Pennsylvania sex offender residency restrictions don’t work

Filed under: Criminal Law, Sex Crimes Tags: by Steven F. Fairlie @ November 25, 2011

Everyone agrees with the goal of protecting children from Pennsylvania sex offenders, but enacting laws imposing residency restrictions on convicted sex offenders is not the way to go about it.  The restrictions have proven to be ineffective, ambiguous, and a waste of resources. Here’s why:

Convicted sex offenders are often forced to move to rural areas, where neighbors are further apart.  Banishment to these rural zones deprives the offenders from accessing the family, employment, and treatment programs that they need to begin an effective re-integration into society. Those who can’t move to rural areas are sometimes forced to become homeless. For example, sex offenders are legally barred from living in 93.5% of Buffalo, New York.  If an offender can’t find a home in the 6.5% of the city that is not off limits, the person cannot maintain an address in Buffalo at all.  It’s also important to note that this is not fair to the families who already resided in the 6.5% of Buffalo that now might find a sudden “concentration” of sex offenders in their neighborhoods. Surely, there are children who live in that 6.5% – why concentrate offenders in their neighborhoods?

If an offender becomes homeless, think of how difficult it’d be to track him down and make sure he was complying. Under the laws, which only restrict where an offender lives, the now-homeless offender can spend basically all of his time hanging out near prohibited areas because he doesn’t actually “live” anywhere in particular.

The laws also aren’t effective because they are worded in confusing and ambiguous ways. Many statutes list places like “teen/community centers” and “dance halls” but don’t define what exactly those places are. Do they include gyms? Municipal buildings? Malls?  The local senior center? Places where square dancing is taught? Not even those who passed the laws are sure, so how can the offenders know where to stay away from?  There really is no effective way to specify exactly what should be prohibited.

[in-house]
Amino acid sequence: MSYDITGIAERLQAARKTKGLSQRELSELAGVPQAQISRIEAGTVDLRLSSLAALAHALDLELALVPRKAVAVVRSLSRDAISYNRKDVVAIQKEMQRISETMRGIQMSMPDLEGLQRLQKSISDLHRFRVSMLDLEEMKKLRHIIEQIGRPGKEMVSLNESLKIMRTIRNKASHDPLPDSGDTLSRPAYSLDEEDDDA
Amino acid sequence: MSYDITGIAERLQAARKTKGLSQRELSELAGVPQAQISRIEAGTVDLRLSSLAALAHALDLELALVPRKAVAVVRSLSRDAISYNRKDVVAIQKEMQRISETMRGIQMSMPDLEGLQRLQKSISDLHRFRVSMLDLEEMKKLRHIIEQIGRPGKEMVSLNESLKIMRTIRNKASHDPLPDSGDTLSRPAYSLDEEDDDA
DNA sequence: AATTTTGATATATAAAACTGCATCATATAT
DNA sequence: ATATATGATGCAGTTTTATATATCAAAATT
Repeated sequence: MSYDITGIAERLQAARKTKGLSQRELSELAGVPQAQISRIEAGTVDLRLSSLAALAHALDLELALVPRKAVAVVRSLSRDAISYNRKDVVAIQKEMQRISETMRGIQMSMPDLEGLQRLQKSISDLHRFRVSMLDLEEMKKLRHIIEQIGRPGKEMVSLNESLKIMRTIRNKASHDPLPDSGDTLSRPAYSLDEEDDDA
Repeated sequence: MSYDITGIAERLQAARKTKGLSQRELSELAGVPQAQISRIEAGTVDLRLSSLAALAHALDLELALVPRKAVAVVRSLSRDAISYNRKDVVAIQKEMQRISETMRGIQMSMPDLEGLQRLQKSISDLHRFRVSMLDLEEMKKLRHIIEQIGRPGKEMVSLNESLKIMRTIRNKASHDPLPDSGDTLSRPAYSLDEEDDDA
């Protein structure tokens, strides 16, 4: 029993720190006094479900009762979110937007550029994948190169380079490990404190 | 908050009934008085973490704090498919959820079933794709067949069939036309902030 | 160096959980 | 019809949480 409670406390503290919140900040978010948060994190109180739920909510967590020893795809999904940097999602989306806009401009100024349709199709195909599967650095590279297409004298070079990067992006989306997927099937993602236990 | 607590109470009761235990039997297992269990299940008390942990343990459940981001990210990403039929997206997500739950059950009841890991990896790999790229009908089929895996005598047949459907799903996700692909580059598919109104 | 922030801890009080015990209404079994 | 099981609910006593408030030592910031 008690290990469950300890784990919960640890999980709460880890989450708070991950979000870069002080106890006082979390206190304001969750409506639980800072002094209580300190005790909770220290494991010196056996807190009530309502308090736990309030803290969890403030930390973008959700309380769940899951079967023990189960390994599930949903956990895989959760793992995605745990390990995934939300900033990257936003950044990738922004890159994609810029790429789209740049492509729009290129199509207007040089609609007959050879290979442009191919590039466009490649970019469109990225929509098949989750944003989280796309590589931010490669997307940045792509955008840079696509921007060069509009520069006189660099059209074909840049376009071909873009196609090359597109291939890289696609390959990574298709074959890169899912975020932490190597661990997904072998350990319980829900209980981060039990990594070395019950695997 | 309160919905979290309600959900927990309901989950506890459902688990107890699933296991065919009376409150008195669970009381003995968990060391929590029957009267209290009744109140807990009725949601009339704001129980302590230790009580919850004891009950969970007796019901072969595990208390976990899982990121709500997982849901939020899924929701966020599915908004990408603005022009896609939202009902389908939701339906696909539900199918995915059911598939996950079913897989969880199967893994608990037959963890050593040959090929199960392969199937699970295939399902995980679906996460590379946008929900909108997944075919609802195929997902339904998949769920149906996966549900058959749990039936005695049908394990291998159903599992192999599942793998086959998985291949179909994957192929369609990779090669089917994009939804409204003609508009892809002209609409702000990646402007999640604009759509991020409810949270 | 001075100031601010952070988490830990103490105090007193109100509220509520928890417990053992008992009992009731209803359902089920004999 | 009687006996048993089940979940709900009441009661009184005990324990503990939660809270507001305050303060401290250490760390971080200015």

Those who choose to ignore the requirements frequently get away with it. For example, 90% of offenders in Schenectady County, New York were living in restricted zones, and 100% of offenders living in the City of Schenectady were doing so in restricted zones. Enforcement is apparently too difficult, expensive, or time-consuming for many police forces to handle.

Does living 1000 feet further from a daycare prevent a true pedophile from reoffending, or even reduce the risk thereof.  Remember, the person is still free to drive or walk wherever he wants – there is no restriction on that.  If you force the person to become a hermit living in a rural cabin what happens when a child does walk through the woods in that area?  Residency restrictions will never stop those who plan to or want to reoffend.  We need better and different safeguards for that.

Residency restrictions also cause more cases to go to trial, because a plea deal to a lesser sex-related charge would still require the offender to leave his home and set up elsewhere – no easy task. By having to repeatedly come to court and testify, victims will be further traumatized. The threat of having to testify might even cause some victims to want to avoid going further with the case. A higher number of actually guilty defendants will be set free, because sex cases are notoriously difficult to prove at trial.

In Pennsylvania, many localities have enacted residency restrictions. However, as of May 25, 2011, such laws are in jeopardy of being struck down as unconstitutional. On that date, the Pennsylvania Supreme Court, in Fross v. County of Allegheny, 20 A.3d 1193, found, for all the reasons above, that the local ordinance at issue was inconsistent with Pennsylvania state law’s objectives of “rehabilitation, reintegration, and diversion from prison of appropriate offenders.” Currently, Pennsylvania’s statewide Megan’s law only imposes a reporting requirement, where a sex offender must report his/her residence, so that nearby residents can know about their presence. There is no statewide residency restriction.  The bottom line here is that local municipalities are spending a fortune enacting laws that are likely to be struck down, ultimately a waste of taxpayer money.  It might be a better use of taxpayer money to closely supervise released offenders and increase recidivist penalties than to try to impose arbitrary rules about where they can live.

In the coming months, it will be very interesting to see how many more ordinances like the one in Allegheny County will be repealed by local municipalities  or invalidated by the courts. If you have been charged with a sex crime, contact a Pennsylvania Criminal Lawyer at Fairlie & Lippy for a free case consultation.

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